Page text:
It was finally reported on November 17th that the CLC would award Yoani Sanchez the "Heroes of Freedom" prize for "her valor, her defense for the civil liberties of the Cuban people, and for the violent attacks she fell victim to, she deserves [the prize], but mostly for knowing how to get the attention of the world with her novel cybernetic struggle." The day of the award ceremony would fall on November 21st, the same day CLC would hold their annual fundraising dinner originally titled "A Cuban Evening with Albita" (Note that this post of the event from Nov. 11th had no mention yet of the award to Yoani, possibly meaning that CLC had not yet reached a consensus to award her).

On November 19th, CLC President Diego Suarez explained to Diario Las Americas (Ena Curnow) that they contacted Yoani "close to about 15 days" ago regarding giving her the prize. That estimate falls very close to the day Yoani was violently assaulted. According to Suarez, Yoani responded by saying it would be "a great honor."

On November 21st, the CLC fundraiser and award ceremony was attended by Diego Suarez, Ninoska Perez-Castellon, Luis Zuniga, Manuel Alzugaray, the new Mayor of the City of Miami, Tomas Regalado, and (of course) Reps. Lincoln and Mario Diaz-Balart.

All names above support U.S. travel restrictions to Cuba.


Yoani Sanchez does not support U.S. travel restrictions to Cuba.

But the CLC does not care.

[Photo by Sergio Alsina. (Left to right) Ninoska Perez-Castellon, Alberto Hernandez, Diego Suarez]

Friday, November 27, 2009


EN LA ISLA ENEMIGA DEL REDUCTO ESTRENA UN DOCUMENTAL CELEBRANDO LOS 40 AÑOS DE ESA AGRUPACION HOSTIL DEL REDUCTO EXILIADO: LOS VAN VAN.

El Reducto Exiliado de Vigilia Mambisa declarando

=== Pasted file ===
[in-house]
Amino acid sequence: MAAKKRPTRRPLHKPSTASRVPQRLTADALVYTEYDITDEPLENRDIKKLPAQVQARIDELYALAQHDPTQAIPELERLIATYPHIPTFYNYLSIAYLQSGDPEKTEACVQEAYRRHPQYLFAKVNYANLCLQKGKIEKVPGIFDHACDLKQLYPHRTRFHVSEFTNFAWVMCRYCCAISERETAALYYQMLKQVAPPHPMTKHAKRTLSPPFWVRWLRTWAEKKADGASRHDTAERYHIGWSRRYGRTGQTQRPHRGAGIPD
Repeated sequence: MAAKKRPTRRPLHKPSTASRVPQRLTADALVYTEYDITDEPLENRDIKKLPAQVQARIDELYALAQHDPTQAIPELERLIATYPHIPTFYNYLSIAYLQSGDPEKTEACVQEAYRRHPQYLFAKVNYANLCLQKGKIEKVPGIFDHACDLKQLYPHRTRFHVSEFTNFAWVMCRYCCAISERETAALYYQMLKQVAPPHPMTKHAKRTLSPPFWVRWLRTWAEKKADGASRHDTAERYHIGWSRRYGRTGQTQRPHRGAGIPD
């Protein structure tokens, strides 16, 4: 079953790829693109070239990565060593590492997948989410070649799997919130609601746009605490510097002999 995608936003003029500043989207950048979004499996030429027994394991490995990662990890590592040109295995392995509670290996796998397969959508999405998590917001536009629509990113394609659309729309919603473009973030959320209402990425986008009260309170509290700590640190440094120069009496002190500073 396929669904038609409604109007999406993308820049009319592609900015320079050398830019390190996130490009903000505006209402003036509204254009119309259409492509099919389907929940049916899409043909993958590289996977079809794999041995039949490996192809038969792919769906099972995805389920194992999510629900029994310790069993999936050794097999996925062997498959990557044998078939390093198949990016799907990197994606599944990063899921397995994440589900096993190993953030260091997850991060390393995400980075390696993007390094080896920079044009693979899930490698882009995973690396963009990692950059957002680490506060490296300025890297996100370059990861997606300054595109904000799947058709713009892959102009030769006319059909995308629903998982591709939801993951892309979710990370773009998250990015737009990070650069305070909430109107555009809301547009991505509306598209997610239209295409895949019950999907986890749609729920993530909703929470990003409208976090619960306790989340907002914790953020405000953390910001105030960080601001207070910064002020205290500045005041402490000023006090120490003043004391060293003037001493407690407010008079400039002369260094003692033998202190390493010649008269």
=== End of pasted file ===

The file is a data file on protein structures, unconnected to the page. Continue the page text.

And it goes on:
a Juan Formell "Persona Non Grata" en Miami -Nov. 24 del 2009
Foto Villagranadillo




Estrenarán en Cuba documental por 40 años de Van Van

Escrito por Maylín Vidal
viernes, 27 de noviembre de 2009

27 de noviembre de 2009, 18:54La Habana, 27 nov (PL) La orquesta cubana Van Van festejará aquí mañana sus primeras cuatro décadas con el preestreno del documental Eso que anda, un resumen de su trayectoria desde el 4 de diciembre de 1969. La celebración por el aniversario comprende también un concierto en el capitalino teatro Karl Marx, el 9 de diciembre próximo, en el que tendrán como invitados a figuras de la música en la isla, entre ellas Omara Portuondo, y Cesar Pupy Pedro y Pedro Calvo, fundadores del grupo.Con dirección del joven cineasta Ian Padrón, Eso que anda tuvo un anticipo hoy para la prensa, a cuya proyección asistió el director de la orquesta, Juan Formell.Es el mejor regalo que pudo tener Van Van en estos 40 años, afirmó el músico en diálogo con la prensa, quien añadió que la cinta es el reflejo vivo de la agrupación.En 75 minutos su realizador se adentra en el universo de la timba cubana, una variante del son, a partir de una gira del grupo por la isla en 2006, a la que asistieron un millón de personas.Padrón trabajó ininterrumpidamente durante tres años para filmar este testimonio, que calificó de gran reto. Uno siente que está tocando la historia, subrayó.El documental recoge opiniones de personalidades como Pablo Milanés, quien destaca el trabajo de Formell como compositor y arreglista.Van Van cerrará los festejos por su 40 cumpleaños en el Festival Mundial de Salsa de Cali, Colombia, y en Panamá.ocs/may/ag